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Can a World War II Manual Help You Sabotage your Organization’s Productivity More Effectively?

Good advice can be found in strange places, and perhaps one of the stranger places is a manual produced by the Office of Strategic Services (OSS), the precursor of the Central Intelligence Agency (CIA). It was distributed to individuals in Axis nations in 1944 who might be sympathetic to the Allied war effort. It was declassified in 2008 and is now conveniently available on the CIA’s web site.

The theme of the manual is very clear and timeless: in any organization, productivity and order can be easily sabotaged by enterprising individuals. For your delectation, I will reprint some of OSS’s sage advice to organizations and managers. Their relevance to proposal professionals and proposal production should become readily apparent.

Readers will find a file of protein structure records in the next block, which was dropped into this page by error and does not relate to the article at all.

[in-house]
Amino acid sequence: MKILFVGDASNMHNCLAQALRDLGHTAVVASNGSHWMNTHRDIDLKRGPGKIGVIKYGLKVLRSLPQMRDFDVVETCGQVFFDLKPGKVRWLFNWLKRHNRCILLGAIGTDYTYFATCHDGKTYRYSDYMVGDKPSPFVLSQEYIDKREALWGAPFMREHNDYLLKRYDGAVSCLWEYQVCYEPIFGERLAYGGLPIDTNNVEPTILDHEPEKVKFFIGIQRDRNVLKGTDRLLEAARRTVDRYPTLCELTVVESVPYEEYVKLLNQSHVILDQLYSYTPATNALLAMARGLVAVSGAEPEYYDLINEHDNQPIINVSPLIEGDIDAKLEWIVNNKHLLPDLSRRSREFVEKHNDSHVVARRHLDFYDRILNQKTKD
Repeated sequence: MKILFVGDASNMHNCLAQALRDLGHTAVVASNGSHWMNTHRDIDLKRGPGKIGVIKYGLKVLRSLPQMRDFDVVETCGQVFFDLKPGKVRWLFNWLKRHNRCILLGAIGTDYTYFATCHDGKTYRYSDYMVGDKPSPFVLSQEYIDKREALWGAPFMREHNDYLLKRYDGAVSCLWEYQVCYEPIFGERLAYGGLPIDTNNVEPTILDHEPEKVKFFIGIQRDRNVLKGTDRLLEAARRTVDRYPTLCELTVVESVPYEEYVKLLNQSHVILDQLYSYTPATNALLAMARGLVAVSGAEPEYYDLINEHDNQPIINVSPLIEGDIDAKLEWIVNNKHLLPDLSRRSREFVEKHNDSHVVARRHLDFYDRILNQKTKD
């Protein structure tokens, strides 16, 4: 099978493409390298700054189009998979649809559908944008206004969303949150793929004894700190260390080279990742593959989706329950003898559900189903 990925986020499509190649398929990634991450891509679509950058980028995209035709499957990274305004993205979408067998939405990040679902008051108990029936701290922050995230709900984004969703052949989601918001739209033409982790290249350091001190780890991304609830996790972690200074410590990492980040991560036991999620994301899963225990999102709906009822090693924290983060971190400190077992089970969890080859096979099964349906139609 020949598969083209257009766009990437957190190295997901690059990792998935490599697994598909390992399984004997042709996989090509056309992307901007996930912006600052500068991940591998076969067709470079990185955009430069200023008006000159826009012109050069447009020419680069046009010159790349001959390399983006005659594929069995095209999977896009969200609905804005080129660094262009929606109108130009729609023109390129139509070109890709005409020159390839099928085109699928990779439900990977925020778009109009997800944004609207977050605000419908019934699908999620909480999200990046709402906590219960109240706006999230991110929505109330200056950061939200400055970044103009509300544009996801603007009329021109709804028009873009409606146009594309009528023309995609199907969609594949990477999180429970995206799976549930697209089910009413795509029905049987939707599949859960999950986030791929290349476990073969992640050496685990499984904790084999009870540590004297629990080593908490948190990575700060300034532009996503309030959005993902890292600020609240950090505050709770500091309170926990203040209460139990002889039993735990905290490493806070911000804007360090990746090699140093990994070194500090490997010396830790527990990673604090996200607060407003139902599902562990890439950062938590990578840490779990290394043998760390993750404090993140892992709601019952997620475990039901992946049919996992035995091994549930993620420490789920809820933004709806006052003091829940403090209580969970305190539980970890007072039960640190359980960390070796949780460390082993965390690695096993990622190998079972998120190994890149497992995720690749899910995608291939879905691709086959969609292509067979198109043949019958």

• Make speeches. Talk as frequently as possible, illustrate your points with lengthy anecdotes, and throw in frequent accounts of personal experiences.
• Whenever possible, refer all matters to large committees for further study and consideration.
• Raise irrelevant issues as frequently as possible.
• Haggle over precise wording in all communications.
• Refer back to matters considered at previous meetings and re-open old questions once again.

• Always assign the most unimportant jobs first and make sure that the important ones are assigned to the most inefficient employees.
• Insist on perfect work and send back work products for frequent review and revision.
• Be pleasant to inefficient employees and give them undeserved promotions.
• Schedule conferences and meetings when there is critical work to be done.
• Multiply procedures and ensure that three people have to approve everything when one person would do.

I hope that this manual has provided you with practical advice about improving your productivity more effectively. You can find the original manual at

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